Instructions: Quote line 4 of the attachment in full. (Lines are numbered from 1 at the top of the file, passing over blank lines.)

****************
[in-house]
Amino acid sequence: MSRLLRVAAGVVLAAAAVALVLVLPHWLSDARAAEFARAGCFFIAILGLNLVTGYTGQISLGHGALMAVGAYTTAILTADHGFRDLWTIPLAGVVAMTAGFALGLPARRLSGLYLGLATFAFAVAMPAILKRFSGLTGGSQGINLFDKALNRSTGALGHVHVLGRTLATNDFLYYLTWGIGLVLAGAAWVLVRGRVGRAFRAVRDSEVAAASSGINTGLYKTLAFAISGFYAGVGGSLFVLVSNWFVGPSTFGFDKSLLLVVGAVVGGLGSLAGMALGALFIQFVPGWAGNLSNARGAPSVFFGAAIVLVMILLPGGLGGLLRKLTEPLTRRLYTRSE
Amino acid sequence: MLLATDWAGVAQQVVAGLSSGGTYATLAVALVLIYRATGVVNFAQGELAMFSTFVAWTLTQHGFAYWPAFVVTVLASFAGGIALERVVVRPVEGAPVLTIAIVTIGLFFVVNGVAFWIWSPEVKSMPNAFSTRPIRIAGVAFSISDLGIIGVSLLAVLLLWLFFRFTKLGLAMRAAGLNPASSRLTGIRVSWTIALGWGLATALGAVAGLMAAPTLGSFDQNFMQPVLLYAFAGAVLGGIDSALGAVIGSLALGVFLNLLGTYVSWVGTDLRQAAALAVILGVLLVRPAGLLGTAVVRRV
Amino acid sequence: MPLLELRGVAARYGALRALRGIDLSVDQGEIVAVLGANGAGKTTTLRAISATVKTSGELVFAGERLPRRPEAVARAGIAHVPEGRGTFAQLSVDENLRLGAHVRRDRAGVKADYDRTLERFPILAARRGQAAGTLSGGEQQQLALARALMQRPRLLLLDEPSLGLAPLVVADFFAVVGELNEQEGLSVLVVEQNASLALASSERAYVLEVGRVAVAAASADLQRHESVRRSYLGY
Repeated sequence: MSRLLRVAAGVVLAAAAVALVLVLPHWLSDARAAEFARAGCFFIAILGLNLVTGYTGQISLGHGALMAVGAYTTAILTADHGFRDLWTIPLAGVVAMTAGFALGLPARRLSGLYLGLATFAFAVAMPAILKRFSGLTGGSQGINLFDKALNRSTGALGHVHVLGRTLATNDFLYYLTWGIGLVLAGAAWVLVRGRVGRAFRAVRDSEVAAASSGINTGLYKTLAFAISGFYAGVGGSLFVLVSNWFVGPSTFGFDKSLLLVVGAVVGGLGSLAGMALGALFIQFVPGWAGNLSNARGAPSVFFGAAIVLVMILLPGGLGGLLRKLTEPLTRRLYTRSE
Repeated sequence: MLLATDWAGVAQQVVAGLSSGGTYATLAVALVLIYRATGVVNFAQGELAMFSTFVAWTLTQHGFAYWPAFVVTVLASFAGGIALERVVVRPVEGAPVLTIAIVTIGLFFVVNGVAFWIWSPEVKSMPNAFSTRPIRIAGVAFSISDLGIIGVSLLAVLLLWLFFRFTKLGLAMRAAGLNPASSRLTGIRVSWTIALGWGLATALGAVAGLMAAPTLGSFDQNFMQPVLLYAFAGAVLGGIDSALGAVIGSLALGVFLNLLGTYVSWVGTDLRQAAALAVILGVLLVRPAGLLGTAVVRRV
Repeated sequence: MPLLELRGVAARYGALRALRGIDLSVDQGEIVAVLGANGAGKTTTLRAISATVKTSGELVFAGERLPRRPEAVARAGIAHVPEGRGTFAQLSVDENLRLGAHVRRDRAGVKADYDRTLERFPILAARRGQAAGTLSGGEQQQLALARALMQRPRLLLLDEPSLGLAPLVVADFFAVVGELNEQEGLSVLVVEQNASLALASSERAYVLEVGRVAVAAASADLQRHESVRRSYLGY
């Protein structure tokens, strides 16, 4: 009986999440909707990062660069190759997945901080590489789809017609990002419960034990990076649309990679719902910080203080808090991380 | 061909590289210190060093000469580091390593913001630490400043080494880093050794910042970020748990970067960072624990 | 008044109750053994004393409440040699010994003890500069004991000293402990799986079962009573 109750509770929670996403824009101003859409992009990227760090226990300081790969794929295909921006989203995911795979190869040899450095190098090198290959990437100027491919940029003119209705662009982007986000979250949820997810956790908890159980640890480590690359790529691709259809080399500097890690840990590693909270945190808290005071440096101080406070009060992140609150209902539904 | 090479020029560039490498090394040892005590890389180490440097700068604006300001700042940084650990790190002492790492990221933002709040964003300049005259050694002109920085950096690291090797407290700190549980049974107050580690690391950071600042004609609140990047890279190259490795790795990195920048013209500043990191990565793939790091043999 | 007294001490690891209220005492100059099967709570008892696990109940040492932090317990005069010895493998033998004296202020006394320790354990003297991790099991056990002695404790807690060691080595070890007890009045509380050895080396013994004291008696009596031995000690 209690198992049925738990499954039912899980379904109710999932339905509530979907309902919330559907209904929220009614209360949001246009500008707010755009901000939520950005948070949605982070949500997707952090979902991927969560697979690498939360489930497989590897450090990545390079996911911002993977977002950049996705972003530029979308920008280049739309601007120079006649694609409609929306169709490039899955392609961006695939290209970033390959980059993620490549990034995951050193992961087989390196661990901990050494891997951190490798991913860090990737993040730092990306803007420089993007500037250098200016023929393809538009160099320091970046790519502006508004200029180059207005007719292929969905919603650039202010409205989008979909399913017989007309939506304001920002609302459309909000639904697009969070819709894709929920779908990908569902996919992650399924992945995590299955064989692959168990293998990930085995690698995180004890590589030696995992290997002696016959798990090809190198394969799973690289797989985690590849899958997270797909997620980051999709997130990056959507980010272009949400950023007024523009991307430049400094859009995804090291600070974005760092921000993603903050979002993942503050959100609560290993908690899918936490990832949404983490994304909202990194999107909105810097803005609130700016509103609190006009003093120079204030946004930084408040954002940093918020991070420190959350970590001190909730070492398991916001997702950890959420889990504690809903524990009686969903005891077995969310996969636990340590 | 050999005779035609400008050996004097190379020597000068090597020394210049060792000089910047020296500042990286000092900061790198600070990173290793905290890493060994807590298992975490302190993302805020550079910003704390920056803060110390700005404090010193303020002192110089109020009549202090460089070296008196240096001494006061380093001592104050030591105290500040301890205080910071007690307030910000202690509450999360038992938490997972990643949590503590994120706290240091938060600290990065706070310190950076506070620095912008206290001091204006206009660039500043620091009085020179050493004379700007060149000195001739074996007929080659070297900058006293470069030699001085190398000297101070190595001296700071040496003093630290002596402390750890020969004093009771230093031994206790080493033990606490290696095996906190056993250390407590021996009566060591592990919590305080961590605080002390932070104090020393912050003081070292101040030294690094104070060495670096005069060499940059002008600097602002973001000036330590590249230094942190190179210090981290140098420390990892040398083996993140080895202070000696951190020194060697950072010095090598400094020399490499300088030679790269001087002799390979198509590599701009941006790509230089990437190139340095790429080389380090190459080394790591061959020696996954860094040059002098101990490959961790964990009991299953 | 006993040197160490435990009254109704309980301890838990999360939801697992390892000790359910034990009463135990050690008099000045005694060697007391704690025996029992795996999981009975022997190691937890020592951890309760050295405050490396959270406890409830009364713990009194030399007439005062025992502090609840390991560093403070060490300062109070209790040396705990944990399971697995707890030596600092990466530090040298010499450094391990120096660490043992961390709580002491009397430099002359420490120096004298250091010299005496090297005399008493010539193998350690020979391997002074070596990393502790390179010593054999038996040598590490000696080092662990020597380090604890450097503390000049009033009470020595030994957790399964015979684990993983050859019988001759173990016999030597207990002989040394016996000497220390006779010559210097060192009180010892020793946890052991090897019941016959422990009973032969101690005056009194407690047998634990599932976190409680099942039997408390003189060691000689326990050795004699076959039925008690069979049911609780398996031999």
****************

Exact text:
Amino acid sequence: MPLLELRGVAARYGALRALRGIDLSVDQGEIVAVLGANGAGKTTTLRAISATVKTSGELVFAGERLPRRPEAVARAGIAHVPEGRGTFAQLSVDENLRLGAHVRRDRAGVKADYDRTLERFPILAARRGQAAGTLSGGEQQQLALARALMQRPRLLLLDEPSLGLAPLVVADFFAVVGELNEQEGLSVLVVEQNASLALASSERAYVLEVGRVAVAAASADLQRHESVRRSYLGY